She said she hopes publicizing her story will prevent others from falling into the same trap. The equipment never came. The company wanted to be paid in gift cards. She learned that the pretend company was trying to mimic a legitimate company in Indiana. Through a political group Susan had joined on social media, she began interacting with a person who seemed to take an interest in her.
At first, the online interaction was normal chitchat about hobbies and family.
The man said he was a subcontractor on a ship. After chatting with the man over the course of a month, she began to be convinced that he was legitimate. Then the man said he had a child going to school abroad. She drove to southern New England to make deposits at specified banks. She never spoke with the sailor by phone or video. But she stumbled on a reverse image search service and ran a search for the sailor. In reality, the man in the photo is Capt.
Thomas Lindegaard Madsen. He's a married gay Dane who lives in Copenhagen. He is on the board of directors on the transport and logistics company Maersk. In April of last year, he posted on Facebook saying that he understood his image was being used to manipulate people. Would you fall in love with him before you had his face confirmed?
Would you give him your wallet? Susan now uses an app called "Social Catfish" to help verify the identities of people she communicates with online. Susan notified her local police and began working with FBI special agent Kim Blackwood, who examined Susan's computer.
She confirmed that Susan complained to the bureau and stressed that it's important for victims to report incidents to the FBI. She said one particular victim might have a piece of the puzzle and someone else might report another piece and that allows the cases to be solved. There were 18, reported victims that year. Scammers do a lot of research to find out what is successful and then tend to copy what works.
It could be for that reason Madsen's photo became popular with them. Among FBI warnings to the public are: iIf you suspect an online relationship is a scam, stop all contact immediately. Never, ever send money to someone you met online and have not met in person. It may take weeks or months to get to the point where they ask for money, but, the FBI says, eventually they will ask. Log In. Keep it Clean. Please avoid obscene, vulgar, lewd, racist or sexually-oriented language. Don't Threaten.During a recent visit, Mom shared an odd experience she had while playing that turned out to be a new kind of scam.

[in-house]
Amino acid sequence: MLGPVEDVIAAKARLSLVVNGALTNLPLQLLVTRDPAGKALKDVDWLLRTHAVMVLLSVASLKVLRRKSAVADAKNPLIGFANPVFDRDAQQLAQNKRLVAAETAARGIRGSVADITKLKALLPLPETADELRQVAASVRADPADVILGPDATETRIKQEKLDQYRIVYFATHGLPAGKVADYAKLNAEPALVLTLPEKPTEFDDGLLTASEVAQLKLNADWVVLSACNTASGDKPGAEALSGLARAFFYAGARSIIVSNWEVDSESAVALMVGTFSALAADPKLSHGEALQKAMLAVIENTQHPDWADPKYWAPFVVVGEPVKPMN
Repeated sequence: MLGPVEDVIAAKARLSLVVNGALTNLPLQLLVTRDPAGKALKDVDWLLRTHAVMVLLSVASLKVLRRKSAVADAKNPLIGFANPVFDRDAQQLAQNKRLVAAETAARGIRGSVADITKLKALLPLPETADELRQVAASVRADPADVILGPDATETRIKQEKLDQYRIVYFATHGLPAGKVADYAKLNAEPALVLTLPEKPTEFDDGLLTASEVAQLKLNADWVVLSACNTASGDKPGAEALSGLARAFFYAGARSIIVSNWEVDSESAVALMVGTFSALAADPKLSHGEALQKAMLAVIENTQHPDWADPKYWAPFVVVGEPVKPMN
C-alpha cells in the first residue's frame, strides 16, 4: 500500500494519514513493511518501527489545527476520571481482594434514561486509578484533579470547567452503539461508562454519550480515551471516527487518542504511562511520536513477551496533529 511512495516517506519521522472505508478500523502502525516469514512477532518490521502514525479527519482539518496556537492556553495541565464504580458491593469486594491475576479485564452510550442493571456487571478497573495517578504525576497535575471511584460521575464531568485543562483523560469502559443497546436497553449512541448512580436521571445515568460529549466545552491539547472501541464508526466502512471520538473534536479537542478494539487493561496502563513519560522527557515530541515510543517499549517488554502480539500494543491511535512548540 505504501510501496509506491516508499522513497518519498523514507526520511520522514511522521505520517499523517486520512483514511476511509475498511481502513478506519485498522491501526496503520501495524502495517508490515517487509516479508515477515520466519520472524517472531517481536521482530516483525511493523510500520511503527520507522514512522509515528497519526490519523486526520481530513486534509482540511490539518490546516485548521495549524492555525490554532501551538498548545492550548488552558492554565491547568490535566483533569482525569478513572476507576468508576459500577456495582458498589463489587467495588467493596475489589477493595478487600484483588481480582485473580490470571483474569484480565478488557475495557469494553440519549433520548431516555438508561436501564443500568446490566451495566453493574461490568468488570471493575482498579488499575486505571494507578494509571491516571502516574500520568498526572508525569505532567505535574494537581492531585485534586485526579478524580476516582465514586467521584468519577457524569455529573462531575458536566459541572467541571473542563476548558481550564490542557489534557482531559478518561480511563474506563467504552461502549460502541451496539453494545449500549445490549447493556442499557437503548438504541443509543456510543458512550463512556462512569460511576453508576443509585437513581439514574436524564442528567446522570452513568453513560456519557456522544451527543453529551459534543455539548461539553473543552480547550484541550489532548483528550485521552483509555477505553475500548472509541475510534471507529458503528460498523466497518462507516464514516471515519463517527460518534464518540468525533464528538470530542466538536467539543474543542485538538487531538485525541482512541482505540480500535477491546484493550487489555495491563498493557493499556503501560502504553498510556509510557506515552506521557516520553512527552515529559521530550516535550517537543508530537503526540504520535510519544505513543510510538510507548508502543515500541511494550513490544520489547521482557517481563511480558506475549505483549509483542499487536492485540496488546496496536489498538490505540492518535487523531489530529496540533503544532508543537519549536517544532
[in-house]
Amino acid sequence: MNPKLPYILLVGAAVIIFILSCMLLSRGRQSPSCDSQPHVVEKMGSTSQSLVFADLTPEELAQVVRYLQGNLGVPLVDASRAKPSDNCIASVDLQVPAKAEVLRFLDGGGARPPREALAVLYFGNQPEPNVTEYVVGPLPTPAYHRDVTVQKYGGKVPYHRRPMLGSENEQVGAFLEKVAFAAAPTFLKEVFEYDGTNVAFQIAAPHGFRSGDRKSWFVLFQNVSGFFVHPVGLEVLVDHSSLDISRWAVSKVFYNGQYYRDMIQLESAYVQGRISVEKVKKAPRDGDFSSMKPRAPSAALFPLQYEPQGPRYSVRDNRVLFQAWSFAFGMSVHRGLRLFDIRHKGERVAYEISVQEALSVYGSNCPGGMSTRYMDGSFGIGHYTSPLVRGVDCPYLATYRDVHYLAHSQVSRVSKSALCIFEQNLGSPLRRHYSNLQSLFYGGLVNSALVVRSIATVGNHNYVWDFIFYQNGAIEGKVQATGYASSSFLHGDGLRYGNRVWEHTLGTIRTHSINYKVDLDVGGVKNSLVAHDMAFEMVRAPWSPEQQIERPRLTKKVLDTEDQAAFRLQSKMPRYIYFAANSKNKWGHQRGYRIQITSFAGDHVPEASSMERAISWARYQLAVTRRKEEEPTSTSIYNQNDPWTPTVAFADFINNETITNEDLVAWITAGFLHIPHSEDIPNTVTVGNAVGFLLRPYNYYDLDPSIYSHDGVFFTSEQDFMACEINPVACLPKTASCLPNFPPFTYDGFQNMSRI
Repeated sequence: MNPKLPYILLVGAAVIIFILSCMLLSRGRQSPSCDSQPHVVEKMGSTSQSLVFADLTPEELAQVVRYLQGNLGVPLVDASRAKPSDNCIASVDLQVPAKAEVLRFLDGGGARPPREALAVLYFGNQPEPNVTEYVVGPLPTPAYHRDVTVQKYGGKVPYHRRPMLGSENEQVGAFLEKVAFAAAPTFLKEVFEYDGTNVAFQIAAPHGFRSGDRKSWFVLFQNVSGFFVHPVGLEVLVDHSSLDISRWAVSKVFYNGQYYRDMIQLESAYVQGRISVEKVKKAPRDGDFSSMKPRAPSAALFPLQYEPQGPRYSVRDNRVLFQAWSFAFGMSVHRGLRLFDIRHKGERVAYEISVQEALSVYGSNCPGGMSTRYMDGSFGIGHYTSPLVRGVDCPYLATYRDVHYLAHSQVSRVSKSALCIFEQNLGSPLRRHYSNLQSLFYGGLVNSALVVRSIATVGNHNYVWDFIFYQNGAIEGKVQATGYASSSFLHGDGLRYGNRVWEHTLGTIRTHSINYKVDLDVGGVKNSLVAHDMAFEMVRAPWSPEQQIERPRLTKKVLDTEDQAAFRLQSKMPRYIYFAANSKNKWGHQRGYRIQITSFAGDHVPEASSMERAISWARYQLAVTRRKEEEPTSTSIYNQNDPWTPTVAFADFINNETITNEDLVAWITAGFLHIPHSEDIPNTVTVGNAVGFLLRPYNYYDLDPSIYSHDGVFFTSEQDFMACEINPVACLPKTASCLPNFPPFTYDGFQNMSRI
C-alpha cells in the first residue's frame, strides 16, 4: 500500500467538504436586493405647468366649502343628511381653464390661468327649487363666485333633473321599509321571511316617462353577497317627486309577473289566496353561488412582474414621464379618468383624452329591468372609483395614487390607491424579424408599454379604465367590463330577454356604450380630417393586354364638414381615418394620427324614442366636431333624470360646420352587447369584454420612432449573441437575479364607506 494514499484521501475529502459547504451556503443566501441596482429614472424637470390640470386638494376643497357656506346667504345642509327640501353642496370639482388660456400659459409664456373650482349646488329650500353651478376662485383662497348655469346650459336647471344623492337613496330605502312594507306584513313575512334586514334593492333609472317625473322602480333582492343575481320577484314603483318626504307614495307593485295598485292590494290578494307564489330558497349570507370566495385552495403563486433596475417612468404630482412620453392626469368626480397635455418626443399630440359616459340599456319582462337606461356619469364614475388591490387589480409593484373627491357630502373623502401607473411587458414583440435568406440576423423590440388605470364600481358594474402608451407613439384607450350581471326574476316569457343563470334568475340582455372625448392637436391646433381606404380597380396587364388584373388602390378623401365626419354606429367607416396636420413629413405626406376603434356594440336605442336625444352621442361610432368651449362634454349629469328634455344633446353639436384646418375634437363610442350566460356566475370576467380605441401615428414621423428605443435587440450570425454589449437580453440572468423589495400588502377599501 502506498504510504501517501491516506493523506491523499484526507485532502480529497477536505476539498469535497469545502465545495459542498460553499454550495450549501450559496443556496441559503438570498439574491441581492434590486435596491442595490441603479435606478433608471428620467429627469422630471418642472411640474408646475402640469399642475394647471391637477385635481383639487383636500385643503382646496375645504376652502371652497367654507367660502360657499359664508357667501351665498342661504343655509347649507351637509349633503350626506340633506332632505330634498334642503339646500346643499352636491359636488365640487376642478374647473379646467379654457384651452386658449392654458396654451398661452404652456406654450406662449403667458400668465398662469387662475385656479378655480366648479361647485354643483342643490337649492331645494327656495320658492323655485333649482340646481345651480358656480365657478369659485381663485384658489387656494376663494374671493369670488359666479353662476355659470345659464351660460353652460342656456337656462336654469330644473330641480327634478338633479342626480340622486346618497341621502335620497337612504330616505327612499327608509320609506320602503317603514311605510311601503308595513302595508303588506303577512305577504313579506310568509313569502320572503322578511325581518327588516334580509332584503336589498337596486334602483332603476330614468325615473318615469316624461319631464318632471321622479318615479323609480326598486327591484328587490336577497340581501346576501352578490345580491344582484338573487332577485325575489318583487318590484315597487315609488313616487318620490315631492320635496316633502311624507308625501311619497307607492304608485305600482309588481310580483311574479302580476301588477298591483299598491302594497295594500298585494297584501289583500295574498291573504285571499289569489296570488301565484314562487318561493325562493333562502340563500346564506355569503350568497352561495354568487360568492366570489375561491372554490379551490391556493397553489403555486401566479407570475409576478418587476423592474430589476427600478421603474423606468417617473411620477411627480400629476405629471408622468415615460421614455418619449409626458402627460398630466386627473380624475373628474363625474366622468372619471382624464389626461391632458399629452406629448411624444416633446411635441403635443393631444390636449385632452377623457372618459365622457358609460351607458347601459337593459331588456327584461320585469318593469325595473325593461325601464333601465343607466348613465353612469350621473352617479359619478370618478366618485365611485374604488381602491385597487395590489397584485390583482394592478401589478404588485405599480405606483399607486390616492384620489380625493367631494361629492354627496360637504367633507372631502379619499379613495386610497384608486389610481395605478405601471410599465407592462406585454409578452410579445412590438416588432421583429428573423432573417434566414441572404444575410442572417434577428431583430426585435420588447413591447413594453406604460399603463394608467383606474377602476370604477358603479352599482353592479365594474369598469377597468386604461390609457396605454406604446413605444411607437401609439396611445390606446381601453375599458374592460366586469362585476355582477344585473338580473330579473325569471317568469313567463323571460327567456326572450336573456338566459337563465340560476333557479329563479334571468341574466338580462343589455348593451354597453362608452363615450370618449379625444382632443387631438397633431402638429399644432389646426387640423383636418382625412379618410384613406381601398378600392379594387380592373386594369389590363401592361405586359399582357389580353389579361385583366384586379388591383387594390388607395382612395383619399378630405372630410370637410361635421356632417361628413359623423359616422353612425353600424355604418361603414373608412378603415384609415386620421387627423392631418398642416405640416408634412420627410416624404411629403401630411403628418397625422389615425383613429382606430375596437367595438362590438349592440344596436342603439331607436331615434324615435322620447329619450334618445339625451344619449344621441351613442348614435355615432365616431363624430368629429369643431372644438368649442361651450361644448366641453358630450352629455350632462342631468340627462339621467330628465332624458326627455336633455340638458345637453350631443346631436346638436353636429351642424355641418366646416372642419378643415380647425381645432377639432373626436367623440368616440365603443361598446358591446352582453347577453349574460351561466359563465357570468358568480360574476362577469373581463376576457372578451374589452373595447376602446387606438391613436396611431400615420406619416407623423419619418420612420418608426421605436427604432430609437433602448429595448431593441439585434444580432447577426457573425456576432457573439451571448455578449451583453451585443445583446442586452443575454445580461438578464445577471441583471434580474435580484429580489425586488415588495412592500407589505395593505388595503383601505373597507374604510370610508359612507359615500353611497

As each match proceeded, the man often named Owen would share that his wife had died in childbirth, and that his daughter was being raised by a cousin or a nurse while he worked aboard ship. The conversation turned creepy the moment Owen asks my mother how tall she is. So even without the red-flag repetition of the same script across three different people, she was skeptical. Then we put our deerstalker detective hats on: a few minutes of energetic Googling turned up a long thread on the Zynga user forum about this scam.
Zynga is the company that created WWF. As time and many matches go by, Owen tells the woman player his life story, asks dozens of questions about her life and tastes, and talks romantically with her. Eventually, after months, catastrophe strikes Owen.
Owen then asks the woman player for money. It might seem beyond belief that anybody would ever fall for this, but innocent people have been falling for the Nigerian Prince scam for years and to the tune of hundreds of millions of dollars. The more questions a stranger asks you — flattering though they might be — the more suspicious you should become. That picture provoked many WWF players to flirt with my mother, as they were hoping that the player was the granddaughter rather than the grandma.
I helped Mom change the profile picture to one of just her, but the new picture functioned as bait for the scammers, who seem to presume that older women playing WWF are lonely and susceptible to pretended attention and affection.
So far, nobody has tried to scam the pup. When I imagine where Owen is sitting as he is having this fraudulent conversation with my mother, the most likely scenario is that he is in boiler room surrounded by other men all staring intently into their computer monitors and having dozens of similar conversations with other innocent women all at the same time. The boiler room is scary enough, but even scarier is the idea that instead of a room full of sweaty guys, maybe Owen is a bot.
If Owen is a rudimentary AI that is following a complex script — including deliberately misspelled words to make the bot seem less botty — then that means that this scam potentially has global scale at what is effectively zero cost to the scammers. The Centaur Scenario is a little more likely and still scary.
In this scenario, bots would start the games and initiate the chats with the intended victims. Then, when the victim started to engage in conversation, the bot would hand the victim over to a human con artist. I get hit on by young women all wanting iTunes gift cards… eventually. Same here, very recently. The profile pictures are usually extremely attractive and provocative, and they immediately strike up a conversation.
But the conversation continued with the offer of exchanging phone numbers and pictures, which I of course decline and end the game. Me too!